Traditional Home: Santa Monica Sanctuary Bathroom

This guest bathroom was created from what was once a storage closet. It is designed with quartz countertops, a farmhouse sink, and multi-tonal mosaic floor. The small floor tiles allow for maximum grout area which increases traction and improves safety. The delicate farmhouse sink adds a contemporary edge to the traditionally styled bathroom outfitted in handmade ceramic tiles and bespoke maple cabinetry.

The roll-in shower has a built-in seat, shelf, and grab bar to accommodate the needs of family members with diverse levels of physical ability and is lit by energy efficient LED lighting. This family-friendly bathroom features a separate dressing area with towel storage and artwork made by the client's children.

Sarah Barnard is a member of the American Society of Interior Designers (ASID), is certified by the National Kitchen and Bath Association (NKBA), and is recognized by the International Institute for Bau-Biologie & Ecology as a Building Biology Practitioner (BBP) and by the United States Green Building Council as a Leadership in Energy and Environmental Design Accredited Professional (LEED AP). She has served on the Santa Monica Conservancy's board of directors and specializes in sustainable interior design and historic preservation.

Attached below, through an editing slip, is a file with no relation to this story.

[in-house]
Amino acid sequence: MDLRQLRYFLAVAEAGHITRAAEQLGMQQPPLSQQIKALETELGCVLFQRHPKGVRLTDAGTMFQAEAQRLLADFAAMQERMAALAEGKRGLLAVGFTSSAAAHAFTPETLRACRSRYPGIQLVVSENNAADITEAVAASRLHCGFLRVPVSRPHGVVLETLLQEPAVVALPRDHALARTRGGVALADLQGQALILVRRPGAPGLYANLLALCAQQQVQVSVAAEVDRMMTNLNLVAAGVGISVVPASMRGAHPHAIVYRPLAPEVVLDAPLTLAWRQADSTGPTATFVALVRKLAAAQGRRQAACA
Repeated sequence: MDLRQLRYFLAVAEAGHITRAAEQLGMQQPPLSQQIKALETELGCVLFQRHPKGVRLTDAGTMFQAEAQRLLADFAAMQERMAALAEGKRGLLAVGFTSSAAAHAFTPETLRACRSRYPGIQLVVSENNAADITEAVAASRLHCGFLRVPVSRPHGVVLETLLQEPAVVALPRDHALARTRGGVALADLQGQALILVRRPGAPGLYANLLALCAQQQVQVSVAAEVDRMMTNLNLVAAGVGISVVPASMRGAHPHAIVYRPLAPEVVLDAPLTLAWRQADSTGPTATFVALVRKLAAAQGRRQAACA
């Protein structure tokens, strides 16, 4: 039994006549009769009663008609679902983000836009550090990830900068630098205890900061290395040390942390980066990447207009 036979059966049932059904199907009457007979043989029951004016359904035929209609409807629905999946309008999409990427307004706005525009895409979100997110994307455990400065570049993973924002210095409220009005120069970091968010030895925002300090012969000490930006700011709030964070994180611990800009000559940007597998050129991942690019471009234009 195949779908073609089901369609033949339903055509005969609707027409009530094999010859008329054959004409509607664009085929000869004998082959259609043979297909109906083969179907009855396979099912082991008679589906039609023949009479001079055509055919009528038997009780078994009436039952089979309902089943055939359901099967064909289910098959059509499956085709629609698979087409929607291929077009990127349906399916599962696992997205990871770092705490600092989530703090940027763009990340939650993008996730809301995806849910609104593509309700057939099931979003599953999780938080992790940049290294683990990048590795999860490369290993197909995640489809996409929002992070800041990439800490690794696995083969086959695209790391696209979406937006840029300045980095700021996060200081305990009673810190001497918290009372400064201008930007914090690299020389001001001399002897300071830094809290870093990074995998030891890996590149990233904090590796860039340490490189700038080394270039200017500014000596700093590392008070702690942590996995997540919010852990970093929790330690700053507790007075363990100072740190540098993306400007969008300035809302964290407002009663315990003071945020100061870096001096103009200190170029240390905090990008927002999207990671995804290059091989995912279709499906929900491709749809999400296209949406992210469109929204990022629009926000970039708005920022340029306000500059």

Undertaking a broad range of projects, all of which are grounded in smart design and mindful of healthy living, Sarah’s diverse body of work includes upscale private residences, chic restaurants, luxurious spas and impressive corporate headquarters. Her projects have been featured in local and national publications, and have placed prominently in several noted design competitions. Sarah holds a Master of Fine Arts degree from Claremont Graduate University as well as undergraduate degrees in Art and Interior Architectural Design. Her interior design practice is the culmination of education and interests in art, architecture, textiles and the environment and she has written several articles for important publications including the USGBC, United States Green Building Council.

PHOTOS BY: CHAS METIVIER